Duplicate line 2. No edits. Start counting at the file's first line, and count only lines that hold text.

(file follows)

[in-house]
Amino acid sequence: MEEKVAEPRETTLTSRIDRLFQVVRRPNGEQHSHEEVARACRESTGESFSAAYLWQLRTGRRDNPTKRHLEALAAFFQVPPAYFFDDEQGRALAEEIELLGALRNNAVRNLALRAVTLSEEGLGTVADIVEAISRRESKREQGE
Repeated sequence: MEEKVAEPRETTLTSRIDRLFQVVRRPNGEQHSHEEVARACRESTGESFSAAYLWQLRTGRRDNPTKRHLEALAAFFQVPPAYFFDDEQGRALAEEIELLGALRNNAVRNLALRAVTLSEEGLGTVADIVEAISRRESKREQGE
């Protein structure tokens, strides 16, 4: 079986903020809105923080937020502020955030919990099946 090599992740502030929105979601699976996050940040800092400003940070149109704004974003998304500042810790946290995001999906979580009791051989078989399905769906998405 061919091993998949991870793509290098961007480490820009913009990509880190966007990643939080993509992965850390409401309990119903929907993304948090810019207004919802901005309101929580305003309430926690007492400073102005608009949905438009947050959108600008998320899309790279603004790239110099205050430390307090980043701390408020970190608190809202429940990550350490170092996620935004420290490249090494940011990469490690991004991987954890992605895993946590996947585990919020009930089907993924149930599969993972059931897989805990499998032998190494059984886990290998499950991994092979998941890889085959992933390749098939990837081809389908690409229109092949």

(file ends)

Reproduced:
Amino acid sequence: MEEKVAEPRETTLTSRIDRLFQVVRRPNGEQHSHEEVARACRESTGESFSAAYLWQLRTGRRDNPTKRHLEALAAFFQVPPAYFFDDEQGRALAEEIELLGALRNNAVRNLALRAVTLSEEGLGTVADIVEAISRRESKREQGE